Afghan president’s visit to Pakistan marks restart of top-level contacts

Afghan president’s visit to Pakistan marks restart of top-level contacts
# 18 February 2012 03:27 (UTC +04:00)
Baku-APA. Pakistani leaders pledged their support for the Afghan-led and Afghan-owned peace and reconciliation process during the meetings with visiting Afghan President Hamid Karzai who arrived here on Thursday for a two-day trilateral summit which also included Iran, APA reports quoting Xinhua.

In a joint communiqu issued on Friday after the conclusion of the summit, Pakistani President Asif Ali Zardari and Iranian President Mehmoud Ahmadinejad "reiterated their full support for the authentic Afghan-led and Afghan-owned process of peace and reconciliation."

The Afghan president’s visit to Pakistan, the second in eight months, was in fact a restart of the top level contacts between the two countries which had been weakened and suspended following the assassination of Afghan peace envoy Prof. Burhanuddin Rabbani last September.

In the wake of the incident, the Afghan government abruptly canceled the visit to Kabul by Pakistani Prime Minister Yusuf Raza Gilani in October as Afghan interior minister and intelligence officials blamed Pakistani security agencies for helping the plot to kill Rabbani.

Officials of the two countries had resumed contacts when reports started pouring in about the opening of the political office of Afghan Taliban in Qatar and that Taliban have held " exploratory" talks with the United States in the Gulf state. Kabul had angrily reacted to the reports and recalled its ambassador to Qatar in December as a protest against approval of Taliban’s opening office without consulting with the Afghan government.

The decision to recall its ambassador from Qatar was also a sign of disappointment over the U.S.’ understanding with the Taliban to open the office and to hold mysterious talks with the Taliban. Western media reported in mid-December that the U.S. also supported the opening of Taliban office in Qatar.

Pakistan had the similar thinking that it had also been kept in darkness about the U.S.-Taliban talks and the move had been in fact contrary to the U.S. policy of supporting Afghan-led and Afghan-owned peace process and that all sides must have representation in any dialogue process.

A shared feeling of "betrayal" is believed to have brought about the thaw in Pakistan-Afghanistan relations. The four-month deadlock was ended when the Pakistani Foreign Minister Hina Rabbani Khar traveled to Kabul on Feb. 1. The high-level contacts of senior officials between the two sides made Khar’s visit possible for Kabul to finalize President Karzai’ visit to Islamabad.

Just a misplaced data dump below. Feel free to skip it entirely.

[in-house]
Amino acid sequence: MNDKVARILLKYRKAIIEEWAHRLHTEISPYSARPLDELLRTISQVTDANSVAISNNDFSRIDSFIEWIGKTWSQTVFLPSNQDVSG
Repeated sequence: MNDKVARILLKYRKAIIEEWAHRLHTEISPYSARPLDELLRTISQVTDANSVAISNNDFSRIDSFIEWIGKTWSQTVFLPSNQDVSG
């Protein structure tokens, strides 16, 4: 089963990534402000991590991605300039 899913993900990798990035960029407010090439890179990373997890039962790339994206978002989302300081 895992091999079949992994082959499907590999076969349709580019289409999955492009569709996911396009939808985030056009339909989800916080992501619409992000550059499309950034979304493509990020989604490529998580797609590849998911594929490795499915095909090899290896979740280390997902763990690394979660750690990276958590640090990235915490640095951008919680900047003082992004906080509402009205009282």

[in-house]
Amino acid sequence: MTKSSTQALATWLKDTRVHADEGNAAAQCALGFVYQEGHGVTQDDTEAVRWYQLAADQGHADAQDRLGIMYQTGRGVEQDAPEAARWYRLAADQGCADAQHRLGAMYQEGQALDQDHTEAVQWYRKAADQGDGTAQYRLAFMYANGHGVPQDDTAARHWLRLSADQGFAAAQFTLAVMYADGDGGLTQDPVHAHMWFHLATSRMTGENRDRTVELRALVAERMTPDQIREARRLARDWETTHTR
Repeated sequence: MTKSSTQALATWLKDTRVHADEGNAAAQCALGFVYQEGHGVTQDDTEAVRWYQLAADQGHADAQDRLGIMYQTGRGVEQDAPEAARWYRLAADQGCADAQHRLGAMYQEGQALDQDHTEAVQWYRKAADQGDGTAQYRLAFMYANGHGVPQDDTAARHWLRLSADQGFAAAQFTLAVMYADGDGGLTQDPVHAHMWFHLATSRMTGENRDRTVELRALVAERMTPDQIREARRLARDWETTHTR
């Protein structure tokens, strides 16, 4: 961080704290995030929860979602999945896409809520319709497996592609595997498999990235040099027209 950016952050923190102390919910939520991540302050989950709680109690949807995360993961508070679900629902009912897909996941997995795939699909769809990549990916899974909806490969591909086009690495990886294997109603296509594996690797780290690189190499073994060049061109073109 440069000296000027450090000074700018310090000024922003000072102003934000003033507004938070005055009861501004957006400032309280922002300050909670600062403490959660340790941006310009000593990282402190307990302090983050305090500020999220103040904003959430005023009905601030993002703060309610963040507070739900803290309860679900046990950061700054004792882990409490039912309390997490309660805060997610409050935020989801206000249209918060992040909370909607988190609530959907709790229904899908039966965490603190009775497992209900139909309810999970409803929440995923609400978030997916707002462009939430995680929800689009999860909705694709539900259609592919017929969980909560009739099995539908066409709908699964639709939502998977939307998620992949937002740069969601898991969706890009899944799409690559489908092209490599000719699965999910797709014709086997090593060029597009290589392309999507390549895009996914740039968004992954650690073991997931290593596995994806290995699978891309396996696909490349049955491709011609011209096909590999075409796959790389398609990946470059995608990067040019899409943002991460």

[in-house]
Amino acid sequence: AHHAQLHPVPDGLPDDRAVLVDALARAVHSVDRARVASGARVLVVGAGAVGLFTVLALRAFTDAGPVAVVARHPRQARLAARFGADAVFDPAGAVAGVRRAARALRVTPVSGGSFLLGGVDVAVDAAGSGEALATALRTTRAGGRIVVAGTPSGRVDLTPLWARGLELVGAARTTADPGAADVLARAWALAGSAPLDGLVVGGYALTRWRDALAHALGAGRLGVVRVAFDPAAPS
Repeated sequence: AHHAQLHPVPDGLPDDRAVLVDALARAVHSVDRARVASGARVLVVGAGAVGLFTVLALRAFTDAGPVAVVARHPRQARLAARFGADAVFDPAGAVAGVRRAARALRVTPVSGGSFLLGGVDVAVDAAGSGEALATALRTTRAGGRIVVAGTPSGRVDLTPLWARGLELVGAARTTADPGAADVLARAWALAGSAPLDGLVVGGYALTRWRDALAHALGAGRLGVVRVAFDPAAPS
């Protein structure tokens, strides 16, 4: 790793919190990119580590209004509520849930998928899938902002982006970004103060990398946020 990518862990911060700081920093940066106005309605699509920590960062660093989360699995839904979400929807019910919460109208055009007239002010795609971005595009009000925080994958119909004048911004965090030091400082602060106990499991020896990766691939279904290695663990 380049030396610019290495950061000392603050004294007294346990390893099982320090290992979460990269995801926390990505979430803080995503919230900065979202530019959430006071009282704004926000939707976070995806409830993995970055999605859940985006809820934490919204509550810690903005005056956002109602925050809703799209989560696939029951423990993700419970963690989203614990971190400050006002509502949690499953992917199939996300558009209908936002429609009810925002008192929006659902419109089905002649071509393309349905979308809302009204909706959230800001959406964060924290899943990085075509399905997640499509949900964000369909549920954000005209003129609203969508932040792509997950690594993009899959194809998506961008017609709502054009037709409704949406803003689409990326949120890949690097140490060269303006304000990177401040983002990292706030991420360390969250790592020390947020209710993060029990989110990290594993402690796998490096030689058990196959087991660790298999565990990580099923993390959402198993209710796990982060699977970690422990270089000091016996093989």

The Pakistan-Afghanistan relations are now back on track after both countries strongly felt that they had been "ignored" by the United States in the Qatar process of dialogue with the Afghan Taliban.

Afghan President Hamid Karzai, in his interaction with Pakistani TV anchors in Islamabad on Friday morning, renewed his proposal that the Afghan government wants to talk to Taliban either in Saudi Arabia or Turkey.

Officials who declined to be named said that it is widely believed in Islamabad and Kabul that the U.S. stepped up its talks with the Afghan Taliban in Qatar last September following the breakdown of Pakistan-Afghanistan joint peace efforts.

Both Islamabad and Kabul were not kept in the loop, they added.

They said that the U.S. has now realized its "mistake" of " ignoring" the two countries and last month’s visit to the region by the U.S. special envoy Marc Grossman was aimed at updating the two countries on what had happened in the U.S.-Taliban interaction so far.

Pakistan snubbed the U.S. envoy and refused to receive him in Islamabad on grounds that the parliamentary review of the future Pakistan-U.S. relationship was not yet completed. They said that another reason behind the snub was its displeasure at being kept out of the loop.

American media, however, recently claimed that Pakistani officials had acknowledged that Islamabad was on board over the opening of the Taliban political office in Qatar. Pakistan Foreign Office confirmed earlier this month for the first time that the U. S. had shared information about its talks with the Taliban. Pakistan has never publicly discussed its reservations over the Taliban-U.S. interaction but the country is unhappy with the way the U.S. is taking the process forward, they said.

But Kabul, meanwhile, has publicly conveyed its reservations over U.S. unilateral actions, an Afghan diplomat said. An Afghan diplomat confirmed reports that Qatar will send a delegation to Kabul to discuss bilateral issues and both sides will then sign a memorandum of understanding for future "cooperation".

Now when Pakistan and Afghanistan have resumed high-level contacts, Kabul will expect Islamabad to take steps to facilitate contacts and dialogue between Karzai’s administration and the Taliban. Afghan Ambassador to Islamabad Omar Daudzai told Xinhua ahead of Karzai’s visit that Pakistan had repeatedly pledged to back the Afghan-led peace process and now it is the time to honor the commitment and take practical steps.

Kabul is anxiously awaiting Pakistan’s action as Afghan officials claimed that Pakistan still has influence on Taliban and can encourage them to come to the negotiation table. Pakistan and Afghanistan launched a joint peace and reconciliation commission in April last year but Afghan officials said there had been no serious attempt by Pakistan to facilitate "contacts and dialogue" with Taliban at high level.

An Afghan diplomat said that Kabul wants Pakistan to take steps to use its influence on Taliban to begin the dialogue process towards reaching an agreement before the NATO troops withdraw in 2014.
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